We went on a real adventure today, we went to search for wild horses at Sand Wash Basin. When we first arrived, we saw a lot of 4 wheelers and motorcycles, we thought for sure they would run all the wild horses away.
We were pleasantly surprised to see a bunch of them, a few walking right in the road ahead. I had to do a lot of zooming with the camera, most kept at a pretty good distance away from us.
The road was not paved, we had to turn around at one point, the road was filled with water and we could not tell how deep it was. We were happy to spot a herd of about 30 horses in the distance where we had to turn around, we parked and watched them with the binoculars. We also saw another couple that had spotted them, they were taking pictures and watching them too. It was so cool to see horses in their natural habitat.
I am pasting information below for anyone wanting to see them when you are in this area too. It was a very exciting day, check back later for more from our Colorado adventures.
Sand Wash Basin
Sand Wash Basin is the home to one of the few remaining herds of free-roaming wild mustangs in the United States. It is also a destination for 4-wheeler and dirt bike enthusiasts. Sand Wash Basin is located 45 miles west of Craig. Drive west on U.S. Highway 40 past the town of Maybell. Turn north on Colorado Highway 318 and drive approximately 15 miles. Turn right on CR75 to enter the Basin.
The Sand Wash Herd Management Area (HMA) is managed by the Bureau of Land Management and includes 154,940 acres of public land, 1,960 acres of private land, and 840 acres of state school section lands, for a total of 157,730 acres. Sand Wash Basin is surrounded by ridges and mesas. Vegetation types within the HMA include sagebrush/bunchgrass, saltbush, and pinyon-juniper woodlands. The boundary of the HMA is fenced, except along State Highway 318, generally preventing wild horses from entering or leaving the HMA. There are no fences within the HMA, allowing horses to roam freely within the confines of the basin.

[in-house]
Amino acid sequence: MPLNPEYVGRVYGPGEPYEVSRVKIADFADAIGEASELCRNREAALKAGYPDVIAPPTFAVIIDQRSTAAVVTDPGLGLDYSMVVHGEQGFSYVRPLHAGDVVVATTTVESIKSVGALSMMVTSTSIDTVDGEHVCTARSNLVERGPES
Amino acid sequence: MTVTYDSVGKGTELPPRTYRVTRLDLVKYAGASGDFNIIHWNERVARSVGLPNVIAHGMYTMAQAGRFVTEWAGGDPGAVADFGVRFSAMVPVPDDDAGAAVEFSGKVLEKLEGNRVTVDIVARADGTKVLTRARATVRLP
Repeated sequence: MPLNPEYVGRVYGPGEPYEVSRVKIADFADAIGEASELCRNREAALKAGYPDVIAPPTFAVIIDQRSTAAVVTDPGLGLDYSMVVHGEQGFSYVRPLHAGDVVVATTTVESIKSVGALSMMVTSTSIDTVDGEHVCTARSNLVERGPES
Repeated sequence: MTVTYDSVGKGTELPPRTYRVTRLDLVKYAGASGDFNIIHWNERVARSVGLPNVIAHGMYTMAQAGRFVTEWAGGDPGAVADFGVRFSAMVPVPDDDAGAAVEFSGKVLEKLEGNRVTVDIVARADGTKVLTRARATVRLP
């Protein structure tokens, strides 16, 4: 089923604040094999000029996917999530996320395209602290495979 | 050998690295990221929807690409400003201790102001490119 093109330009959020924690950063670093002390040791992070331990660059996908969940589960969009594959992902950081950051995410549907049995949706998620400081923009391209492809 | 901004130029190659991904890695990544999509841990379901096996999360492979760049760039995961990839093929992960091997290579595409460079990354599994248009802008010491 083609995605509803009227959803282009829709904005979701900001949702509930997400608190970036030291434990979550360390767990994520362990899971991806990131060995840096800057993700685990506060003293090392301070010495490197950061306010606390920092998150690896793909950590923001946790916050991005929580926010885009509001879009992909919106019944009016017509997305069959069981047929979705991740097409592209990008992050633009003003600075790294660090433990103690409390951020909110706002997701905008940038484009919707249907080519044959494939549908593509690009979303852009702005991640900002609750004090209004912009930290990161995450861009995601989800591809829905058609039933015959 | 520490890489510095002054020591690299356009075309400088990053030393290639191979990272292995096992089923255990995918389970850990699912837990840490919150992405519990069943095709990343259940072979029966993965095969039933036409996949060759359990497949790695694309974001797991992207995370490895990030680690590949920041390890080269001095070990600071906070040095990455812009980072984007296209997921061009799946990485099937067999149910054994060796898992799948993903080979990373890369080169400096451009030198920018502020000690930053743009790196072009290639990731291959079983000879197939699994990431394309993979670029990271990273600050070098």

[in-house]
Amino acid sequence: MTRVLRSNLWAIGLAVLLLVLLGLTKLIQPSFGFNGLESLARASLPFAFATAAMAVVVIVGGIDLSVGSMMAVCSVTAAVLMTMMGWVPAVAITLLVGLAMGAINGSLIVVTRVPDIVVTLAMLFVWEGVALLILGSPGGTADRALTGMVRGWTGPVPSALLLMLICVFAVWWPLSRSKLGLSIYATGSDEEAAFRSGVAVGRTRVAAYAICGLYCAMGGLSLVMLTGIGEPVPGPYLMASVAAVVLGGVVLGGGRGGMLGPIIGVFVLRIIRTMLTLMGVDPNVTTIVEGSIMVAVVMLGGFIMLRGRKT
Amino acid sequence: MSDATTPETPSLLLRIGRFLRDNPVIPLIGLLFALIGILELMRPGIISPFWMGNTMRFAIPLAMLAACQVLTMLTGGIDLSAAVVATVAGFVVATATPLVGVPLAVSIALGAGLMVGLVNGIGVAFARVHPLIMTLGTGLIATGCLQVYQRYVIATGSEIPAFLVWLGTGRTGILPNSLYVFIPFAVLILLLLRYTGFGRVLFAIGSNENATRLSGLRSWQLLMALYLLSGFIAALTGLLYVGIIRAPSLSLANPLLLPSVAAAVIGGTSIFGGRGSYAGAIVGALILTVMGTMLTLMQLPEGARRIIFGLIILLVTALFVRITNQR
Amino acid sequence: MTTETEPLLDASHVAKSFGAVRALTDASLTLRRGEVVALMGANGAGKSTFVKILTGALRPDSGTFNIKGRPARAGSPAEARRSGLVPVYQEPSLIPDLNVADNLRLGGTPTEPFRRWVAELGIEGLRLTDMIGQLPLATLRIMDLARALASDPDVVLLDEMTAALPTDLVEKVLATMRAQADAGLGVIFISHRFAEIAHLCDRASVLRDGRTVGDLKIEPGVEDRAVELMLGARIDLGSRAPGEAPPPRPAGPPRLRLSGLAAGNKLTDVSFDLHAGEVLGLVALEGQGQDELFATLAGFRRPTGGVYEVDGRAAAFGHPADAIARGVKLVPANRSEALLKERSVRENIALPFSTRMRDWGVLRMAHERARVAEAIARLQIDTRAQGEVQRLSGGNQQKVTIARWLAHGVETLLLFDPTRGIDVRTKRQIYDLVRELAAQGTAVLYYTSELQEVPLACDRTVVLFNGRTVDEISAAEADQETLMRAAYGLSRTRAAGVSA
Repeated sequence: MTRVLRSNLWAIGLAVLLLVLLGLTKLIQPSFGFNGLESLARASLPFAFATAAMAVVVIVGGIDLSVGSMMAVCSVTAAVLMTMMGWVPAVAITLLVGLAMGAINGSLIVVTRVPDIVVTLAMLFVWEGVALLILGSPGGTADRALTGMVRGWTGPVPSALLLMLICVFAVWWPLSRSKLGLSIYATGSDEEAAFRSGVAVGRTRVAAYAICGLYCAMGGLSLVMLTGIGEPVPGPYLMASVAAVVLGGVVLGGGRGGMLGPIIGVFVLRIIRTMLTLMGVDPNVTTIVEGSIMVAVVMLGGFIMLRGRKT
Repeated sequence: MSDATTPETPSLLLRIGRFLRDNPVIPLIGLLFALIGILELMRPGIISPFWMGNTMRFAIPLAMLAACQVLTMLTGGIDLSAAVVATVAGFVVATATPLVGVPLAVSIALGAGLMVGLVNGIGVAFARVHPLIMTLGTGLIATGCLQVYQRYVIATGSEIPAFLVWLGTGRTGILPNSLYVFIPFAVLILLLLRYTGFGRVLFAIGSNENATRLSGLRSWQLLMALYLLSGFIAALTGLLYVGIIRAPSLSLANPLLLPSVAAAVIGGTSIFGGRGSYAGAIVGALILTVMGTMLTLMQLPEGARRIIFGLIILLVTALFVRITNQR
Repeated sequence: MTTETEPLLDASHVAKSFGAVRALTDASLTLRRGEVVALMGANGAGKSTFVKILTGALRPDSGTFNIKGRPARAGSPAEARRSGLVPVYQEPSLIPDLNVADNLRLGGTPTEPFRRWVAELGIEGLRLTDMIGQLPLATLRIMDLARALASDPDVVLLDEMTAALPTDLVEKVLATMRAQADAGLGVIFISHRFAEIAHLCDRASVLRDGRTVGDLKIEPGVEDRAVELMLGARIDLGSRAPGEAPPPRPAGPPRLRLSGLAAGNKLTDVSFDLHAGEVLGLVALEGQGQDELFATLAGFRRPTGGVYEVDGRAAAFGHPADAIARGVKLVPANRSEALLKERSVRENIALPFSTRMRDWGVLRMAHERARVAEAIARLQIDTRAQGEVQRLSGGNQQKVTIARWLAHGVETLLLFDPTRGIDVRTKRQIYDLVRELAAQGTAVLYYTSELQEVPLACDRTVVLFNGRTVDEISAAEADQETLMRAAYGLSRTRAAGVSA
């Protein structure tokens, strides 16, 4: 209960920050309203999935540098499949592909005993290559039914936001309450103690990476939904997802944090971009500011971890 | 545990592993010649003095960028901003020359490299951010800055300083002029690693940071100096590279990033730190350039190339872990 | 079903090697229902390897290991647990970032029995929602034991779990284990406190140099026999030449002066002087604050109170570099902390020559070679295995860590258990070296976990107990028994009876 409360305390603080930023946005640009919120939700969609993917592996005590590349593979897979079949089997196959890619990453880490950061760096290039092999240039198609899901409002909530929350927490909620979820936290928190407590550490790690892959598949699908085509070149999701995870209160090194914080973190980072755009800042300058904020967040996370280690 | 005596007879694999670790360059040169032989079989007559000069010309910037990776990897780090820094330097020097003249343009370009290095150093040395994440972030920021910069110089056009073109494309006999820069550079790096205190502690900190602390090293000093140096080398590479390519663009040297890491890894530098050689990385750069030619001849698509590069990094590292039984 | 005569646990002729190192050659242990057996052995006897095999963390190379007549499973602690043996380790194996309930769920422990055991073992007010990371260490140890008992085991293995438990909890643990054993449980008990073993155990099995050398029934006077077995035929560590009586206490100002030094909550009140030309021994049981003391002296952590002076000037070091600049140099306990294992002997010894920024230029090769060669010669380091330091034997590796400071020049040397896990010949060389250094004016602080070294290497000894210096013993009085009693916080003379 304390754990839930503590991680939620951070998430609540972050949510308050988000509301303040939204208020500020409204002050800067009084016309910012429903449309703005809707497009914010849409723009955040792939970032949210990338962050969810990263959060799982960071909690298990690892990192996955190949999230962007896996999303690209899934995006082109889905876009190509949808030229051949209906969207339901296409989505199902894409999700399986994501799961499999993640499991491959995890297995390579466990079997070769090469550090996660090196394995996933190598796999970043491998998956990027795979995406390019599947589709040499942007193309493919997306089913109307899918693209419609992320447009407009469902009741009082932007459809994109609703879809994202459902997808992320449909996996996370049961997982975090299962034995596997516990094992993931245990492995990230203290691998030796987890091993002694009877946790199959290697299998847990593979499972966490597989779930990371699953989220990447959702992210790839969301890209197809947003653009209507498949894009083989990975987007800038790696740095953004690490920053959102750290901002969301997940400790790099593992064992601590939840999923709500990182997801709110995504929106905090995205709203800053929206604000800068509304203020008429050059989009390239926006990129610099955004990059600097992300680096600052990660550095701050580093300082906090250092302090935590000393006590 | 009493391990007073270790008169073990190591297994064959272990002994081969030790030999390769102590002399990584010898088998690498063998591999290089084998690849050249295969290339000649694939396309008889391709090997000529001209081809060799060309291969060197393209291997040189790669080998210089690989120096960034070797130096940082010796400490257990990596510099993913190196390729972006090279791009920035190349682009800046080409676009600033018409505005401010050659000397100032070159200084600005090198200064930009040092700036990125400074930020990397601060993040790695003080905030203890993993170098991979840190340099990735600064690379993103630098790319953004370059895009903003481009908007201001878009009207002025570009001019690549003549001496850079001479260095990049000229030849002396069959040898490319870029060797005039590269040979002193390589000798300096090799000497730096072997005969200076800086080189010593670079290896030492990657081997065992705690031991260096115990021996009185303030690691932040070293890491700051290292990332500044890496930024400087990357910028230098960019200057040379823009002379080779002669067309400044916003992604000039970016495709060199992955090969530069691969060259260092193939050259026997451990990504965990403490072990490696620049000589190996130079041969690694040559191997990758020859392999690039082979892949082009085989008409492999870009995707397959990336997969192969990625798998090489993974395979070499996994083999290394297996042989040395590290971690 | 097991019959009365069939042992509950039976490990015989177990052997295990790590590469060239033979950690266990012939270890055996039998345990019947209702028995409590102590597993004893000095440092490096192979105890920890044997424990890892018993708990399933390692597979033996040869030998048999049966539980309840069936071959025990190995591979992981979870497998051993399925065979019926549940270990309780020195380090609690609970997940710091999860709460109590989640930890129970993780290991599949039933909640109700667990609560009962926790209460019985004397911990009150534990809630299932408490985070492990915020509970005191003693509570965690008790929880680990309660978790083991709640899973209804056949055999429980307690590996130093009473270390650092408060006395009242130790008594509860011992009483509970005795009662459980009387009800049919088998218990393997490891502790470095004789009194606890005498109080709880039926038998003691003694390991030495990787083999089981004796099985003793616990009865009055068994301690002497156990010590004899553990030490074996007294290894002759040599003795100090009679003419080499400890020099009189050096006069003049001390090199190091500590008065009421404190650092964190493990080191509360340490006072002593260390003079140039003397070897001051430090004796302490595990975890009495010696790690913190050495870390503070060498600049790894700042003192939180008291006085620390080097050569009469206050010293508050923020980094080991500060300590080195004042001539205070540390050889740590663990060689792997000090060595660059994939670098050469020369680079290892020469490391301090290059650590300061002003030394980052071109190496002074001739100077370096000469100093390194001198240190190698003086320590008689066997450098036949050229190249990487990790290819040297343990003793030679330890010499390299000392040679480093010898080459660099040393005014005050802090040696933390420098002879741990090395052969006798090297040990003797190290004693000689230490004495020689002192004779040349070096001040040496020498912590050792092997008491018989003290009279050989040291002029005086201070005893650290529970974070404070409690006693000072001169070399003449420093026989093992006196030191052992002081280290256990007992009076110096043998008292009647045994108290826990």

The horses within the HMA exhibit many different colors. Among the most common are grey and sorrel, although most colors and color patterns can be found, including buckskins, duns and paint. Genetic analysis indicates the highest similarity for the herd was to the Iberian derived Spanish breeds, followed by Gaited breeds, North American breeds and Arabian breeds.
The original population of horses with the HMA in 1971 was 65 head. The managed population range recommended is 163 to 363 horses. The existing horse population has been managed to the most current of these numbers through horse gathers in 1989, 1995, 1998, 2001 and 2005. The herd had a population high of 455 head in 1998. The most recent aerial census conducted in May of 2007 showed a population of 281 adults and 34 foals for a total population of 315 head.
Sand Wash Basin is a popular destination for OHV enthusiasts. There are currently no riding restrictions in the area, though the Bureau of Land Management is in the process of evaluating the use. Riders are asked to not harass with wild horses. Riding areas include dual sport, hill climbs, one-way and single-track trails. The terrain is flat, hard packed and considered intermediate. There are woods and stream crossing and some muddy and sandy areas.
Camping is allowed and there are no fees, but it is primitive, visitors are limited to 14 days and the area is about an hour away from a hospital and 30 minutes from gasoline and basic supplies.